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Excerpts from "Dream of the water children, dream of the water children"

Part 6: Constant King [2 of 2]

Read “Part 6: Constant King [1 of 2]” >>

How, then, are manhood, fatherhood and hierarchies constructed in this? It’s not just one thing.

You’re too young to remember, I think. One time I was giving you a bath. It was at our house in Ōme. Your Dad came to Japan to see how we were doing, a year after he was here for your birth. We were still waiting for the American government to let us marry. Until then, your father could visit us only once a year.

I was putting you in the bath and your father came in. He suddenly sees this huge blue mark on your butt. He asked me what this was. I told him it was the mark left by his hand when he spanked you. You’d peed in your pants or something earlier that day and he spanked you. You were one-year-old, I think. When he saw the mark of his hand, he pulled you close to him and hugged you with so much tenderness. He seemed like he couldn’t believe it. He told me “never again.” And your father never hit you again, for any reason. I loved your father for that. He is a kind man. You should appreciate your father.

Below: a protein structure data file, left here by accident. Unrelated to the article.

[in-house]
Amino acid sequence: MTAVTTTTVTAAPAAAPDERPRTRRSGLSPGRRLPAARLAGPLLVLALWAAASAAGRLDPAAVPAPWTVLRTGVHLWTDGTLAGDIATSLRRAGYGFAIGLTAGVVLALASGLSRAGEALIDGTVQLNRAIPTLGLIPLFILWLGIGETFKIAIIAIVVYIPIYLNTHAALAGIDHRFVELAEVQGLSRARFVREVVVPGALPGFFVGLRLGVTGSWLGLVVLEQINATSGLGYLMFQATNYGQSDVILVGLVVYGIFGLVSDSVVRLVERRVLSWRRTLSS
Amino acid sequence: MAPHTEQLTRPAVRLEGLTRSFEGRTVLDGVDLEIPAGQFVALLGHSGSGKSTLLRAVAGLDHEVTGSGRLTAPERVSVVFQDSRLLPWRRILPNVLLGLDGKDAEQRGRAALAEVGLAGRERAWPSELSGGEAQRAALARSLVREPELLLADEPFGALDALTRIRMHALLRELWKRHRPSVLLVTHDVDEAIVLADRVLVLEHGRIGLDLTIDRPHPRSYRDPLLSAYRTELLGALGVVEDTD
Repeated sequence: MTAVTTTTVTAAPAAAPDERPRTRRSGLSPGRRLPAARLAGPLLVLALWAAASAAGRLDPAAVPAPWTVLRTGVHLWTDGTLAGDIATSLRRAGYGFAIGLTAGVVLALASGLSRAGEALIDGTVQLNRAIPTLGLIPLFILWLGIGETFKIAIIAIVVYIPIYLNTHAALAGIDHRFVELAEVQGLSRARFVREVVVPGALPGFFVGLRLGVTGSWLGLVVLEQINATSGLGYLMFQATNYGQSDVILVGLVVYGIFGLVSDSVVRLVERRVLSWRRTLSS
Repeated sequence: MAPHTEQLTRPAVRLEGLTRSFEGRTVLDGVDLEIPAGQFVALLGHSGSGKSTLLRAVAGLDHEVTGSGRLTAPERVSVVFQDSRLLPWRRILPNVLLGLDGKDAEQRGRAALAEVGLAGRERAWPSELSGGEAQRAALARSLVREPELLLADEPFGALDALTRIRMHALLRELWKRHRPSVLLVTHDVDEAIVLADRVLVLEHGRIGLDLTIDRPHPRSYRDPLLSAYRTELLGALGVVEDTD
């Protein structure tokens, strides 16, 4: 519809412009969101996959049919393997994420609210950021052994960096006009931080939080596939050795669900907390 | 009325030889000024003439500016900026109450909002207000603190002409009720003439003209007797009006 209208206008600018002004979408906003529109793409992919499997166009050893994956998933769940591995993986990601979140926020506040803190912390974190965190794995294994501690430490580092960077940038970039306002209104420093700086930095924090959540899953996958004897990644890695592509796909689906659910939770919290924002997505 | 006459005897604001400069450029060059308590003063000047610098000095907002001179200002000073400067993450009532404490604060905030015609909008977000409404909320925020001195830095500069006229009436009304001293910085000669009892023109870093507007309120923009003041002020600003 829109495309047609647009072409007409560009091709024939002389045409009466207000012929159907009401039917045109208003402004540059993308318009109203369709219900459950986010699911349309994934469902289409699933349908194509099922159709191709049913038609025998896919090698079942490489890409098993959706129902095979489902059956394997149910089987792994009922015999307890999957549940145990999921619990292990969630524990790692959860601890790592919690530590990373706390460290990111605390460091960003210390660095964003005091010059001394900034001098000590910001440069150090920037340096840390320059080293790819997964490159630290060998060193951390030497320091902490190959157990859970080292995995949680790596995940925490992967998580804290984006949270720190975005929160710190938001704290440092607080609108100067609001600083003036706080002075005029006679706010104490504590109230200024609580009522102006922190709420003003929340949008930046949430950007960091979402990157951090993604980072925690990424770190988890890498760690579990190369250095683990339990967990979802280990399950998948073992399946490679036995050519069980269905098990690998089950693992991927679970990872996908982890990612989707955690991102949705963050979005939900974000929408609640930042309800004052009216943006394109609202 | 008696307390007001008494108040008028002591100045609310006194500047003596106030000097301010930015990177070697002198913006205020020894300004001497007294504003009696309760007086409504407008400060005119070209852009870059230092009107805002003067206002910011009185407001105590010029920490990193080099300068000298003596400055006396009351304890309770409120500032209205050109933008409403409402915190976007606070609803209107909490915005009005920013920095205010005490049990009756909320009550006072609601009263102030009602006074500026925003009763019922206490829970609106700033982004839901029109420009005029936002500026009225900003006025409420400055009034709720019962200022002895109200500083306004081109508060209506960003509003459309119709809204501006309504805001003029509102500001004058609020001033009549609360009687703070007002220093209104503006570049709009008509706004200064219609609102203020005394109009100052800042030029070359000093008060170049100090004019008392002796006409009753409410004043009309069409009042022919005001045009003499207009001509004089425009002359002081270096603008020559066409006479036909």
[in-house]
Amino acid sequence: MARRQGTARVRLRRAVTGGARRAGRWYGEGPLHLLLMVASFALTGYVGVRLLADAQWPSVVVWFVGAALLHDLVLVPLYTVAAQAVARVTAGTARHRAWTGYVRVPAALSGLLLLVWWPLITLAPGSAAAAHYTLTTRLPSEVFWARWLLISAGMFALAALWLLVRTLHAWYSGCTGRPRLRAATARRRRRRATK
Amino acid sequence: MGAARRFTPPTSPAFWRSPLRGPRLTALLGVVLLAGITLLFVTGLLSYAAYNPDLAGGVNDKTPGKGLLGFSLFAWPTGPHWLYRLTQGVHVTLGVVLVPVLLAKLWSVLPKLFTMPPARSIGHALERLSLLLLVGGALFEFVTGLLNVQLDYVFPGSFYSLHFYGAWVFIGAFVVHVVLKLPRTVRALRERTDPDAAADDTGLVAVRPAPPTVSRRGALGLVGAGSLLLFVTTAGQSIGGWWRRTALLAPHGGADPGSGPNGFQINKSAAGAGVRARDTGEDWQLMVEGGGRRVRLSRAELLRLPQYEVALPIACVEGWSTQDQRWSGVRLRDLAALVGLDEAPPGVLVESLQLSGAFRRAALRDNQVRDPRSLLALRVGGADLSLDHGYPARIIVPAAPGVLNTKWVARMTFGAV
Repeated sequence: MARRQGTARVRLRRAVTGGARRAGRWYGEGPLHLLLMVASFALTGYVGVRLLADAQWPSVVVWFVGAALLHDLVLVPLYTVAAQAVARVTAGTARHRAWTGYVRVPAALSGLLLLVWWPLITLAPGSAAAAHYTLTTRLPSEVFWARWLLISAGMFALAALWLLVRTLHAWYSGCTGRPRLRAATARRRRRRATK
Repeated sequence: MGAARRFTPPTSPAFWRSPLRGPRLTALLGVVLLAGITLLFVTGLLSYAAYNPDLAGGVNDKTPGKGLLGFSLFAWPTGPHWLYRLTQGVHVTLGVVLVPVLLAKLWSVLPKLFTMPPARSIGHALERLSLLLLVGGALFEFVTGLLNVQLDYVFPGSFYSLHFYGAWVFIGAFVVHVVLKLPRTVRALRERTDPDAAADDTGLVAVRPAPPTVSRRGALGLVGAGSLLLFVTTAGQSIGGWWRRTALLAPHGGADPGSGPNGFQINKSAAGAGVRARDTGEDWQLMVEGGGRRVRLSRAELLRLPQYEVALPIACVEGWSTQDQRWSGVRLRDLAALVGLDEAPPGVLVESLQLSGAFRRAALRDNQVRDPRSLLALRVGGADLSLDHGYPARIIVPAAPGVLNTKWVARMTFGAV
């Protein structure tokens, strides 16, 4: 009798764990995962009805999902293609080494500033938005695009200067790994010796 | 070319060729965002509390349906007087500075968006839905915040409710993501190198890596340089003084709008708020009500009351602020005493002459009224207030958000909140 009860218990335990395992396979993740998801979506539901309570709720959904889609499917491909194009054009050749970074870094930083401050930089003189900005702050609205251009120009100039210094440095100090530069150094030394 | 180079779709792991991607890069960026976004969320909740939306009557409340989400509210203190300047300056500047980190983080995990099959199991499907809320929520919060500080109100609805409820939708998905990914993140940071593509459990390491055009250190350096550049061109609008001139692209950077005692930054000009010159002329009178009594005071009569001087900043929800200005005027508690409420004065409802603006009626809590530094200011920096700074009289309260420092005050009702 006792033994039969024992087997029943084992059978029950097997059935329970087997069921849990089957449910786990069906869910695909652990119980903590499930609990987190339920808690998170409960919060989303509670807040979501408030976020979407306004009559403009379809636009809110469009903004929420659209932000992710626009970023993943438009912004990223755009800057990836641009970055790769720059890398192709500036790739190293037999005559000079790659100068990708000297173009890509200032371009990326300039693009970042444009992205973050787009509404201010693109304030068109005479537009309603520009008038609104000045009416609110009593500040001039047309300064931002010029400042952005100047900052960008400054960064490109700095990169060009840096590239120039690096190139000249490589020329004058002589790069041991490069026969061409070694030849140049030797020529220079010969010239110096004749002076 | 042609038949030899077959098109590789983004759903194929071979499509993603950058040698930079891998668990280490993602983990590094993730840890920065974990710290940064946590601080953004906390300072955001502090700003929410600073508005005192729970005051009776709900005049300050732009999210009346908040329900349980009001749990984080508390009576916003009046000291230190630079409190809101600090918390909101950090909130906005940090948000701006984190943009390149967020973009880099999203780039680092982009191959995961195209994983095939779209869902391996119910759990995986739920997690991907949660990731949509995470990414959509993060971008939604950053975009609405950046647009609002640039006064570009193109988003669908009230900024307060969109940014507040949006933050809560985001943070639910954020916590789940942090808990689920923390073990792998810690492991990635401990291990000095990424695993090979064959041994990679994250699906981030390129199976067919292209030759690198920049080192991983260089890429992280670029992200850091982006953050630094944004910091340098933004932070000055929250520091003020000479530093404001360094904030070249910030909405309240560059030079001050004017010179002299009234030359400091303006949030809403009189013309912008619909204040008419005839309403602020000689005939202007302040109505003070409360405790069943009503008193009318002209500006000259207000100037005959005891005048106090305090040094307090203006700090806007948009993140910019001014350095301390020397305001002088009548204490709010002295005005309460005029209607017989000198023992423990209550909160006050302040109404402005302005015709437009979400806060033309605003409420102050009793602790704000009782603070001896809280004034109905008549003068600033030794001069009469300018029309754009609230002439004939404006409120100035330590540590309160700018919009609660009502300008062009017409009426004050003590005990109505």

Dad and I on the couch enjoy Dad's friend together at home

What toll does this take when sitting at the dinner table with Mama and me while he was experiencing some of the worst racism in the U.S. military bases in Korea and the U.S.? What stories of death and fire could he not tell, or even have the words for? What had accumulated from his young soldier days fighting in Korea, after battling Klu Klux Klan in Tennessee as a child, his segregation battles with racist white superiors on the bases of Japan, and later in the battlefields of Vietnam? What had become his relationship to Asians and the Pacific? How, then, did he relate to Mama and me?

Dad dressed up in Japan, in the popular African-American suit of the '50s and '60s